Robots demoralise their human colleagues leaving them ‘disheartened’ and less motivated, a new study has revealed.
Automatons are increasingly replacing people in workplaces where simple jobs can easily be done almost for free by replacing costly staff.
Engineers designed a game pitting man vs machine to measure the effect of this process, and found people lost heart the longer the game went on.
Humans who played the game against robots for cash prizes became demoralised because they were beaten so badly that they saw themselves as less competent.
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Humans who played a game against robots for cash prizes became demoralised because they found themselves less competent. In an experiment, human workers played against a robot arm for money to see what happens to a worker’s drive in an automated workplace
Researchers from Cornell University and the Hebrew University of Jerusalem devised the experiment.
The task, which involved 61 participants, involved counting how often the letter G showed in a list of characters.
They then were then asked to put a corresponding number of blocks in a bin.
Experts found that the people participating didn’t try as hard and tended to dislike the automated appendage that was beating them.
One participant admitted that they ‘felt very stressed competing with the robot.’
‘In some rounds, I kept seeing the robot’s score increasing out of the corner of my eye, which was extremely nerve-racking,’ they added.
In some rounds the robots were set to a slower mode which gave participants the confidence to up their game and work faster.
Scientists found that the humans liked a low-performing competitor robot more than a high-performing one, even though they considered the latter to be more competent.
However, another participant said that it was obvious when the robot was ‘going easy’ on them.
When humans unsuccessfully vied against it, participants ended up viewing themselves as less competent and therefore ‘disheartened’. The task, which involved 61 participants, was counting how often the letter G showed in a list of characters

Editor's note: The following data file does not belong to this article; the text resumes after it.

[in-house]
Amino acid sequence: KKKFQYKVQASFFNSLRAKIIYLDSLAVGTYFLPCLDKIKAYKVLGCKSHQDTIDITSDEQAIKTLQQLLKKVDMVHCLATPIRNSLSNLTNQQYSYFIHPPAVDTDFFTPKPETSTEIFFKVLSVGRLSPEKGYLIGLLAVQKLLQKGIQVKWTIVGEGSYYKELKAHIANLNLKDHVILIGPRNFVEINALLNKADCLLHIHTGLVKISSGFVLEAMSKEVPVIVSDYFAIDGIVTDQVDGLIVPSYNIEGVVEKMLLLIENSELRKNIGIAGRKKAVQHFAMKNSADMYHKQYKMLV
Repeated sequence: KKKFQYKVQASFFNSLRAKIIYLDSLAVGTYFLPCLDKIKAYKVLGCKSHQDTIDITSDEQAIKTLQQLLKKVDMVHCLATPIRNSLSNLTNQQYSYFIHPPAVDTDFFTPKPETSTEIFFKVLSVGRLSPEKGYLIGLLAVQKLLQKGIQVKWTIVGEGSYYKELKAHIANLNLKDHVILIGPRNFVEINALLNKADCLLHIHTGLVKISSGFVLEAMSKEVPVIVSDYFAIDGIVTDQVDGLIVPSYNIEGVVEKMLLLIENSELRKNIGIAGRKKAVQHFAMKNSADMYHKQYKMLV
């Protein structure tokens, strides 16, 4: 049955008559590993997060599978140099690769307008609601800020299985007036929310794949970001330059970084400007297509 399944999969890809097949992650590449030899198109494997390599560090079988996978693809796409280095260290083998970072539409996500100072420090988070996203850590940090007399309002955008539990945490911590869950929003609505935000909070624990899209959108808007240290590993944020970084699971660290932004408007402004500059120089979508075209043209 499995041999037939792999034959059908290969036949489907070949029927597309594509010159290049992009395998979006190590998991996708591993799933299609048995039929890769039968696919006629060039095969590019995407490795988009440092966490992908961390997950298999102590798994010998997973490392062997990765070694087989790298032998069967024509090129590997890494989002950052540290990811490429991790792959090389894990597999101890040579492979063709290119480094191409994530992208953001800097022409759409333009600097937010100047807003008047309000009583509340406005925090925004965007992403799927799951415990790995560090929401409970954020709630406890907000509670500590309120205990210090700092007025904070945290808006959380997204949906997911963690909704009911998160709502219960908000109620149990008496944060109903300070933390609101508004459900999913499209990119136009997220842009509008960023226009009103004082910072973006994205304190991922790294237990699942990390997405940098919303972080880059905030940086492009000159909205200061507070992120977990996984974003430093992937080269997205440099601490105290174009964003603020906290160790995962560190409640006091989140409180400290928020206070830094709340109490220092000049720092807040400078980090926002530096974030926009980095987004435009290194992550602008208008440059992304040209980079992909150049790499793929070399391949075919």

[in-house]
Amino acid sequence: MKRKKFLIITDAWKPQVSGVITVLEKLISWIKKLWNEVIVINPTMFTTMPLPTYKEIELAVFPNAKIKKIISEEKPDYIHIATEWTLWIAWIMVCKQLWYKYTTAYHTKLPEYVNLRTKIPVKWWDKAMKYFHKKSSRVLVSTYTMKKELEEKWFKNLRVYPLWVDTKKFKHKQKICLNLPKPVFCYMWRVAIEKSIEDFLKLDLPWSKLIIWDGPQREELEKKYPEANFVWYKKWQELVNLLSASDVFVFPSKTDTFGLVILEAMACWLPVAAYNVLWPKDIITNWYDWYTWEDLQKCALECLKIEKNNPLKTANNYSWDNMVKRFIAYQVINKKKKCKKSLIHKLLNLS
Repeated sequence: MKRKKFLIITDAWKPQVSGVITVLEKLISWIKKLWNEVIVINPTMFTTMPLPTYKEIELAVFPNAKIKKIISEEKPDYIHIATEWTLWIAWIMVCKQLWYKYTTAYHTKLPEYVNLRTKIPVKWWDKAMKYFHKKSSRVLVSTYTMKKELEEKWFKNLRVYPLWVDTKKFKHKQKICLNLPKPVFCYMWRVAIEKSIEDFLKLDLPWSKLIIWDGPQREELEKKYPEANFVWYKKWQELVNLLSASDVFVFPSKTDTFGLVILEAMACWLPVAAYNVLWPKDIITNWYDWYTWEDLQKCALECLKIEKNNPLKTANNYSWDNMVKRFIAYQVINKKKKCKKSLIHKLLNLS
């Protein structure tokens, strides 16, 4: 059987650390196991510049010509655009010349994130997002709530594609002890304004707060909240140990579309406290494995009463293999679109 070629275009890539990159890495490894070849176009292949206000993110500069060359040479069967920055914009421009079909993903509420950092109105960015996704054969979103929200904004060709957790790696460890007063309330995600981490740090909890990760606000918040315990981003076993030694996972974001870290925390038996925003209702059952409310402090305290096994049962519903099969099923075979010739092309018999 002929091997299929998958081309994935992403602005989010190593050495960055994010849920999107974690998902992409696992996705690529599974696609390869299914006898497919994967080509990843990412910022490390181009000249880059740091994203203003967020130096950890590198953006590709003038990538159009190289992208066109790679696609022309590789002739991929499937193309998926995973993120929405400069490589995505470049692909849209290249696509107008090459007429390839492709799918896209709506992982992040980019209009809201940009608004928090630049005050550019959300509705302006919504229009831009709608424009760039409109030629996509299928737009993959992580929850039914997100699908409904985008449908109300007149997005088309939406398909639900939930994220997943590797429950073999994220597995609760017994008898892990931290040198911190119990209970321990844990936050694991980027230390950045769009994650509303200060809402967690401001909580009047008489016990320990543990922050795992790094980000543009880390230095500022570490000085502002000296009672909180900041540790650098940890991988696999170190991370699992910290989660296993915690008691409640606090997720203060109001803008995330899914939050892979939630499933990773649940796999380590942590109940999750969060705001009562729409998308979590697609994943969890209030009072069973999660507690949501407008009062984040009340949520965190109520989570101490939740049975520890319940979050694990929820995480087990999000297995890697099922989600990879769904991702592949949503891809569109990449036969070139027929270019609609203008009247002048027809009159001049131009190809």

The study was the first to bring experts in behaviour and robotics to explore how a robot’s performance affects humans when competing against each other simultaneously.
In an ever-increasing automated workplace, the researchers said that their findings have serious implications.
‘Humans and machines already share many workplaces, sometimes working on similar or even identical tasks,’ said Guy Hoffman, assistant professor in the Sibley School of Mechanical and Aerospace Engineering.
‘Think about a cashier working side-by-side with an automatic check-out machine, or someone operating a forklift in a warehouse which also employs delivery robots driving right next to them.
‘While it may be tempting to design such robots for optimal productivity, engineers and managers need to take into consideration how the robots’ performance may affect the human workers’ effort and attitudes toward the robot and even toward themselves. Our research is the first that specifically sheds light on these effects.’
A paper entitled Monetary-Incentive Competition Between Humans and Robots: Experimental Results published the full results of the study.
WILL YOUR JOB BE TAKEN BY A ROBOT?
A report in November 2017 suggested that physical jobs in predictable environments, including machine-operators and fast-food workers, are the most likely to be replaced by robots.
Management consultancy firm McKinsey, based in New York, focused on the amount of jobs that would be lost to automation, and what professions were most at risk.
The report said collecting and processing data are two other categories of activities that increasingly can be done better and faster with machines.
This could displace large amounts of labour – for instance, in mortgages, paralegal work, accounting, and back-office transaction processing.
Conversely, jobs in unpredictable environments are least are risk.
The report added: ‘Occupations such as gardeners, plumbers, or providers of child- and eldercare – will also generally see less automation by 2030, because they are technically difficult to automate and often command relatively lower wages, which makes automation a less attractive business proposition.’